But it’s not enough to stop bad ideas. Other states are actively working to improve their business climates. With your help – all the CMTA members up and down the state – we should convince lawmakers to take meaningful positive steps to attract manufacturing investment and employment. Local and state elected officials need to hear, directly from you, what it takes to be competitive in California and the challenges you must overcome every day. Let them know that the future state of California manufacturing will be positive with their active and energetic support.  

Tags: Grow #camnfg

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California needs more champions of manufacturing

Posted by Gino DiCaro, VP, Communications on Nov. 22, 2013

California's manufacturers are capable of meeting extraordinary challenges and will be the engine of job creation if they have the resources skilled workforce and the long term support of state and local communities.

California's unemployment rate fell from 8.9 percent to 8.7 percent in October but California unfortunately lost another 5,600 manufacturing jobs according to this week's Labor Market Information report.  

Even with a few previous growth spurts in the Golden State's manufacturing sector, the overall trend since 2010 shows a widening gap between the United States' 4.59 percent manufacturing job growth and California's 0.55 percent.  

While the recent loss and the overall trendline vs the country does not bode well for California's economy and middle class workers, there are positive developments that should be noted along with some of the previous job increases.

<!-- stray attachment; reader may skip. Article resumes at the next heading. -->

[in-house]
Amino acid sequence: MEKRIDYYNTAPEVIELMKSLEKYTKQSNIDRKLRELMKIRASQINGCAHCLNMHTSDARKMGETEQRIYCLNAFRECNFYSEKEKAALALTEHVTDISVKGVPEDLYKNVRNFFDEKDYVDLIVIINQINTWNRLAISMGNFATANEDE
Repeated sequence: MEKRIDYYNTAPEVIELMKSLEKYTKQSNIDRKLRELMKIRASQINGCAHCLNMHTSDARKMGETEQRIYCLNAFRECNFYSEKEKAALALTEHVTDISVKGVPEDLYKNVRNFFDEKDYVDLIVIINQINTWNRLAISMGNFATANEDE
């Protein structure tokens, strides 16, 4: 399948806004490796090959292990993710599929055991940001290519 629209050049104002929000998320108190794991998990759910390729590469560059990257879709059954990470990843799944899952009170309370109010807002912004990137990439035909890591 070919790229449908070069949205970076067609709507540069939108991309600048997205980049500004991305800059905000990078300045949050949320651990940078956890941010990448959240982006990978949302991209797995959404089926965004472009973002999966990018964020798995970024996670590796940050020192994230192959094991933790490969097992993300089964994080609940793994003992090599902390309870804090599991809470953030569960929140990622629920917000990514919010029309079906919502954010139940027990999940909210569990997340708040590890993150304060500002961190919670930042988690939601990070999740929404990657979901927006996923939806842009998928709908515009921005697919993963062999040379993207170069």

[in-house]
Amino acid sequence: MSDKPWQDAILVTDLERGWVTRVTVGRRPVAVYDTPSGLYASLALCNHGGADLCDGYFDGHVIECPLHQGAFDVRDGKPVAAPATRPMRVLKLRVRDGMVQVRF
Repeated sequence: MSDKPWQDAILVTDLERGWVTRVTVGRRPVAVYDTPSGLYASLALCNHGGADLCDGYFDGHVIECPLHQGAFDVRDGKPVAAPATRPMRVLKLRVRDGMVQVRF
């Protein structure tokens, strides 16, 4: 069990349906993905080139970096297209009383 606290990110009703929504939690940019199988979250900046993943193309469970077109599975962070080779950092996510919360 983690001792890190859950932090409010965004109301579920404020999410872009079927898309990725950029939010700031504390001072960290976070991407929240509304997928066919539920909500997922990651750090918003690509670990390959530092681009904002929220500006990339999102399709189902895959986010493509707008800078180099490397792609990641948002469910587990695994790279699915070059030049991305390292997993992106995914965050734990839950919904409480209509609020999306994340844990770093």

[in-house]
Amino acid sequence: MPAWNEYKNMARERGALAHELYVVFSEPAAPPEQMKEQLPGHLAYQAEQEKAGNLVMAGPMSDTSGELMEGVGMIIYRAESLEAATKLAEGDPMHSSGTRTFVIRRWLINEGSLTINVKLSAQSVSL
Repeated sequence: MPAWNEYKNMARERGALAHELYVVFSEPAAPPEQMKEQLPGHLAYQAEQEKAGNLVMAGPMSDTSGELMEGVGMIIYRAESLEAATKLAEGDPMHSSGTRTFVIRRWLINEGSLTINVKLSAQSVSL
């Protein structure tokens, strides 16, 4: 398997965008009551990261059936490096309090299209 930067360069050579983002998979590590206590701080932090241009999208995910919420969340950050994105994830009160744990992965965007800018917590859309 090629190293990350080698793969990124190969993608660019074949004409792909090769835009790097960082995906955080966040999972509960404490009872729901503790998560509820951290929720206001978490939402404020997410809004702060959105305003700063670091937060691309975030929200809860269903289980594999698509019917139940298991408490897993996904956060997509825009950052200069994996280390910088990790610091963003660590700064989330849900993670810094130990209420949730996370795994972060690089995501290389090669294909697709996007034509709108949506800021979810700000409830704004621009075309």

We have a commitment from the Governor's Office of Economic and Business Development (GoBiz) to grow this industry and a consistent acknowledgement from them that California's economy needs this innovative and high wage industry that pays an average $77,000 salary.  They are making strides in attracting and retaining manufacturing and making sure the industry knows it is their priority.  See some of their tweets from this week pasted below, showing recent expansions from China, conversions from printing faciliities to manufacturing plants, aerospace growth, etc.    

We appreciate all that GoBiz is doing to champion new policies to grow manufacturing and put boots on the ground to recruit and retain investments.  We can't turn this trend around without their unfettered and unending committment.  On the flip side, they also can't do it alone.  They need an army of local and state leaders with an intense dedication to the entire statewide effort.   Every new policy and inititative should at the very least not harm the plan to grow manufacturing and in many cases seek to grow the sector with real outcomes.  

It will take a consolidated effort from both the policymakers as well as the economic development soldiers tasked with growing the economies of their regions within the state's borders.   Everyone should be encouraging manufacturers to plant their economy-boosting roots here in California.  


manufacturing employment chart


Some tweets this week from GoBIZ: